All of the following eligibility criteria must be met before the area will be
considered for the area parking permit program:
A. There must exist at some time during the day an occupancy rate of 75
percent or more of the existing on-street parking spaces. Twenty-five percent
(25%) of the vehicles occupying the on-street spaces must be other than area
vehicles. Vehicles that originate from outside the proposed permit program area
but are visiting a resident or conducting business in the proposed permit
program area will not be considered a commuter vehicle. This occupancy rate must
occur at least 4 days per week and the neighborhood association, the business
district association, and the City Traffic Engineer must agree that this
occupancy will occur for a minimum of 9 months per year.
B. The requesting area must consist of a minimum of 40 block faces or
8,000 lineal feet of curb space.
C. An area that feels it is adversely affected by parking and is
requesting permit parking must work through its neighborhood association or
business district association as defined in City Code Section 3.96.020 and
3.96.030. If the area is not formally organized, it should directly contact the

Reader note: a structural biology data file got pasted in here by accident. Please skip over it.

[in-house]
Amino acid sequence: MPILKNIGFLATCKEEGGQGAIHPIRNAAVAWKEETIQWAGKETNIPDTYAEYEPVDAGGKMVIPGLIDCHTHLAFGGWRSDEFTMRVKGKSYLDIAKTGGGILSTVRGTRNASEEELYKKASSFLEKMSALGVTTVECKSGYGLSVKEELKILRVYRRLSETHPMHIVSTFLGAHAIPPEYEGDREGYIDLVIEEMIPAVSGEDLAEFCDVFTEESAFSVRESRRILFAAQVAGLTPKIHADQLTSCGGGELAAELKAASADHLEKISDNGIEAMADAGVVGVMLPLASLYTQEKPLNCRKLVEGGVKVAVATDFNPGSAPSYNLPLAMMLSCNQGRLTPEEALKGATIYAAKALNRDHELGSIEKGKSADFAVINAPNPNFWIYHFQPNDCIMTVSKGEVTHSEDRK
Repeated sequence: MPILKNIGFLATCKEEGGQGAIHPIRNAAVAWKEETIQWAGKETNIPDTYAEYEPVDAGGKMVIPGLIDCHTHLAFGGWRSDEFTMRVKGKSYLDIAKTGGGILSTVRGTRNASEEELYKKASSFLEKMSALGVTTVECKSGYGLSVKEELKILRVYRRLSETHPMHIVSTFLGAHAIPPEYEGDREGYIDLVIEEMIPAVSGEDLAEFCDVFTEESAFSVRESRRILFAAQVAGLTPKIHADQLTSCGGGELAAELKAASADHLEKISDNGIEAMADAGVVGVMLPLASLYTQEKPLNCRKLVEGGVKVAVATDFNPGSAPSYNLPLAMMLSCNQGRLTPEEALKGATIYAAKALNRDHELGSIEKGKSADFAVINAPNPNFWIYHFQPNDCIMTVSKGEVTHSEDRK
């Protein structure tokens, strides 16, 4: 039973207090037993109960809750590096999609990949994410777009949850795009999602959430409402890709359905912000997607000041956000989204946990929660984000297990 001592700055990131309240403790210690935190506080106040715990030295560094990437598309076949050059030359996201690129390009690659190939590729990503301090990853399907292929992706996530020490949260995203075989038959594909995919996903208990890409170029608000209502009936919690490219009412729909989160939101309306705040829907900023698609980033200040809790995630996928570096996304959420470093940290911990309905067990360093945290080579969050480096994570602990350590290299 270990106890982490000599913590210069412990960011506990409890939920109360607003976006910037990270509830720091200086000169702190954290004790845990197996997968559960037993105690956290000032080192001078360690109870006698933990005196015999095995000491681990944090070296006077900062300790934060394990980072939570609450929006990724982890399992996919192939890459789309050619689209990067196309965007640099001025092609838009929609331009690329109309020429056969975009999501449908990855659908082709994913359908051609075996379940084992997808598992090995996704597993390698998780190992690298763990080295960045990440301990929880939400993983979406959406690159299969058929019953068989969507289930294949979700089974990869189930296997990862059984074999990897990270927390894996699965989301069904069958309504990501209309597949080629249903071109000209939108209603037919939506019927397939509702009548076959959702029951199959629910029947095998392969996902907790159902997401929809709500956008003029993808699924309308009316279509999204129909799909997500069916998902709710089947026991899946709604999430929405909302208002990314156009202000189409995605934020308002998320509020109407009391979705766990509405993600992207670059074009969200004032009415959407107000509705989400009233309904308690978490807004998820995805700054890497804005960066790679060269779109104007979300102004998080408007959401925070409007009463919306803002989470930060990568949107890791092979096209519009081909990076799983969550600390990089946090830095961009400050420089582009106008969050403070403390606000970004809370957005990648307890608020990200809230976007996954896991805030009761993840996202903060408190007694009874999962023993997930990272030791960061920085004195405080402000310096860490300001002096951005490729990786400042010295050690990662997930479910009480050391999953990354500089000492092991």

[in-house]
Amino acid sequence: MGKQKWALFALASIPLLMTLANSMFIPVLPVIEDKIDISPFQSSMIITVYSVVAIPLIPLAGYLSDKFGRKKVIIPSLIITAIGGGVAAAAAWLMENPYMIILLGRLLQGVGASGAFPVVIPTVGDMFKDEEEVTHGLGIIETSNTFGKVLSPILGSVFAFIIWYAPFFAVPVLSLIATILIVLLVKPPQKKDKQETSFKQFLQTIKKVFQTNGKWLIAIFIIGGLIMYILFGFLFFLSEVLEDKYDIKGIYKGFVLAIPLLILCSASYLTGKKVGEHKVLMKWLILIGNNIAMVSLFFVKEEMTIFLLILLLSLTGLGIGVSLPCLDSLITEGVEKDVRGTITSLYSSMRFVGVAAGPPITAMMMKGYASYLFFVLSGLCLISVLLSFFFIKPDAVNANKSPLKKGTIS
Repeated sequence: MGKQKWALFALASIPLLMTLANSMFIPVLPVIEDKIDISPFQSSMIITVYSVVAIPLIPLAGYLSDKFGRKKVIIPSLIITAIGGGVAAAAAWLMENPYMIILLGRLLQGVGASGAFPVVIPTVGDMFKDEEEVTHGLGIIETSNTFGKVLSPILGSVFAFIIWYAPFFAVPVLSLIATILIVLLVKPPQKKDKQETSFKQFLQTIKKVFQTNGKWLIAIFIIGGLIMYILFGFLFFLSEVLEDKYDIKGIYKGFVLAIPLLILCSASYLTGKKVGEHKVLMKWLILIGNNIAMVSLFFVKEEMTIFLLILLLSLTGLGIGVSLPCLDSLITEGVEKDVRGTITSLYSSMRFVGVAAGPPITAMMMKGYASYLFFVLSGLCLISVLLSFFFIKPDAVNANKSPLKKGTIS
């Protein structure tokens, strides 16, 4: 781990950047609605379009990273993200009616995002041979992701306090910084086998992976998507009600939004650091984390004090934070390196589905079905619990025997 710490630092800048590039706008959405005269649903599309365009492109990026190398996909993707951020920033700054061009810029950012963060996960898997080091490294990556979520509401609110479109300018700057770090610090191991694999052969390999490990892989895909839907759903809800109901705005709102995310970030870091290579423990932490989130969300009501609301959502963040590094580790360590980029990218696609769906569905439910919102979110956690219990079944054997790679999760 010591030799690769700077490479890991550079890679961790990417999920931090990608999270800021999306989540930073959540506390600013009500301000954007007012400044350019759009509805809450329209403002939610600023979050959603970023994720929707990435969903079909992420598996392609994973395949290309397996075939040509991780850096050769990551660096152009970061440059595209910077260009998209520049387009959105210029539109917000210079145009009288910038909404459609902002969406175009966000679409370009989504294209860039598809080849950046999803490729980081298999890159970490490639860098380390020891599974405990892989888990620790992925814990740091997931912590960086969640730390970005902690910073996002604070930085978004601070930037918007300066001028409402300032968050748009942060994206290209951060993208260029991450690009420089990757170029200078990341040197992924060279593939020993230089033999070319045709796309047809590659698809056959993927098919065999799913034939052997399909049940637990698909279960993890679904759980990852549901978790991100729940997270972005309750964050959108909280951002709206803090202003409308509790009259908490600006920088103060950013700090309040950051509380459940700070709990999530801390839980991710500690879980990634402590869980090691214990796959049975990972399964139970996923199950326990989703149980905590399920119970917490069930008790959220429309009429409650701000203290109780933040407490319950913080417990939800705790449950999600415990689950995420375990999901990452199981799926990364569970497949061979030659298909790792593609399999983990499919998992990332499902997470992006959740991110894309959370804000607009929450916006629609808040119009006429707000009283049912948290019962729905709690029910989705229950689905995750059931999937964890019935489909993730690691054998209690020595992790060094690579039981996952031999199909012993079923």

Office of the Neighborhood Associations for assistance. The Office of the
Neighborhood Associations must review the request and discuss the eligibility of
that area to form a neighborhood association or business district association in
conformance with the criteria established.
D. The City Traffic Engineer must agree that the area permit parking
program would promote benefits within the designated area.
Benefits may include, but are not limited to: increased access to
area residents and businesses, reduced traffic congestion, increased
traffic/pedestrian safety, reduced air/noise pollution, prevention of blighted
areas, increased neighborhood unity, and promoting the use of alternative
modes of transportation.
2. Adverse effects that may prevent implementation include, but are not
limited to: transferring the problem to a different area, inability to
effectively enforce program restrictions, lack of alternative modes of
transportation, availability of simpler, cheaper solutions, and the legal
existence of more than one firm with 50 or more employees that could not
operate under the permit system constraints.